• Geopolitical instability, refugee crisis, oil crisis, global economic slowdown – how does it effect global mobility? Peter Clarke, PwC Global Mobility Services Leader Julia Onslow-Cole, Global Immigration Leader and Brynne Herbert, CEO of MOVE Guides talk about trends effecting global mobility:


PwC Legal will continue to monitor the situation and we will advise our clients on upcoming changes.

Published by

Mirela Stoia

Mirela Stoia

Mirela Stoia
Avenue Giuseppe-Motta 50
1211 Genève 2
+41 58 792 91 16

Mirela Stoia is a Leader in the Swiss immigration team. She is a passionate immigration lawyer with more than ten years experience in the immigration field. Mirela has a Master Law degree from the University of Fribourg. She joined PwC in October 2012 after having worked for several years in the immigration department of a Zurich based law firm and subsequently for a Toronto based global immigration law firm (now KPMG Legal).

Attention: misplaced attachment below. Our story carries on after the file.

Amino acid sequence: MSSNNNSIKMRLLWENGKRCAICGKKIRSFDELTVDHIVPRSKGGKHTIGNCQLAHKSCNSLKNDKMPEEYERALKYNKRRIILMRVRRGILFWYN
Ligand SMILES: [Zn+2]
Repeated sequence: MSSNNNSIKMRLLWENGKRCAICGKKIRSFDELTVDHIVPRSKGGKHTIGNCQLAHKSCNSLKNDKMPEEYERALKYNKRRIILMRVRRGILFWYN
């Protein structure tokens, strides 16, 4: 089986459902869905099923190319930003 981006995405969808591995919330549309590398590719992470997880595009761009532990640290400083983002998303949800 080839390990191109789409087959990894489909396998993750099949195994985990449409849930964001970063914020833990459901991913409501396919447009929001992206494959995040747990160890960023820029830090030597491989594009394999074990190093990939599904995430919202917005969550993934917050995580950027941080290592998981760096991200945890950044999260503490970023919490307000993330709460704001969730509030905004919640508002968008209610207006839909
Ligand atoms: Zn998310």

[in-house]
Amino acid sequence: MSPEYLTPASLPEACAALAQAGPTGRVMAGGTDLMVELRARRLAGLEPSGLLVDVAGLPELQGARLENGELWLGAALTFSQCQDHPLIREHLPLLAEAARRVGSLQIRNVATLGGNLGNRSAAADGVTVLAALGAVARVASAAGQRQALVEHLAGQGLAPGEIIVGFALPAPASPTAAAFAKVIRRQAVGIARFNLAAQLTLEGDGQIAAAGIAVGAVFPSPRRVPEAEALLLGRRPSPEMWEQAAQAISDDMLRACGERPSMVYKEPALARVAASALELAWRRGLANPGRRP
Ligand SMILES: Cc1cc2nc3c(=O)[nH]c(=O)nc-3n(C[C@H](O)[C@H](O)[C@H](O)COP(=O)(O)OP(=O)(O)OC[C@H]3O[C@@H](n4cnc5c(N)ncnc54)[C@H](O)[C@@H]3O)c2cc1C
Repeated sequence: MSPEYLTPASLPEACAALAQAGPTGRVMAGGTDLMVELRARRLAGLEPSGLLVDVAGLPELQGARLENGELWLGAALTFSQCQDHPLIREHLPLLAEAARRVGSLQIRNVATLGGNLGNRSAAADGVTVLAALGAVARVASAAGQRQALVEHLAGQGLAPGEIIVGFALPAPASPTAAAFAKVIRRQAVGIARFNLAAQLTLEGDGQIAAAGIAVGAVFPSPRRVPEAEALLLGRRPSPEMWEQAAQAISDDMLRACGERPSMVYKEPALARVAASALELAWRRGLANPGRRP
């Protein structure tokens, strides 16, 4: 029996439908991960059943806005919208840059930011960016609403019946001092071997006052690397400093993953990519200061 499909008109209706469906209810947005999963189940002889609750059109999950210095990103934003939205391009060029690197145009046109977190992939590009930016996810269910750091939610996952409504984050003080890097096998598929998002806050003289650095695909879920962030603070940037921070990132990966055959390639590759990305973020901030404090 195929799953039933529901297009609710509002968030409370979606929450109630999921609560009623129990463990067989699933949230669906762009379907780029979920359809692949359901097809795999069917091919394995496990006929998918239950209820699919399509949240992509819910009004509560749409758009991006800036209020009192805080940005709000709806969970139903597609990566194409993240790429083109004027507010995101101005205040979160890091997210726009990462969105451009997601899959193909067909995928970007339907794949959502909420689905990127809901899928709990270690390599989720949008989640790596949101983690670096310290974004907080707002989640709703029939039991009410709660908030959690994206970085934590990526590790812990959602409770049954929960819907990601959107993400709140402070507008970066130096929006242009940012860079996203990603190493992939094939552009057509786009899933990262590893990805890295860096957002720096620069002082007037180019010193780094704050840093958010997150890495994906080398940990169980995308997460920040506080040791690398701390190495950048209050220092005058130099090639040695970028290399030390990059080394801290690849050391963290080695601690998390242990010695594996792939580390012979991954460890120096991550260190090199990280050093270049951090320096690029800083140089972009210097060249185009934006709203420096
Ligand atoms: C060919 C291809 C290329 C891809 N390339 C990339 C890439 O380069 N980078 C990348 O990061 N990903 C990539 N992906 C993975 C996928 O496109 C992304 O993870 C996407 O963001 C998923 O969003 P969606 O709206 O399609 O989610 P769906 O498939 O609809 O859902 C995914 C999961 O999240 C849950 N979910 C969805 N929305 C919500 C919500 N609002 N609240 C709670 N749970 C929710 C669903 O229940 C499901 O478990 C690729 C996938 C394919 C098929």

Her main focus is to deliver the highest level of immigration services to her clients with a pro-active, solution oriented and pragmatic approach.
Mirela has excellent connections at the Swiss authorities’ level and in the Swiss and international immigration landscape. She has been providing immigration advice and assistance to multinational corporations for many years and she is used to handling complex immigration cases in- and outbound of Switzerland.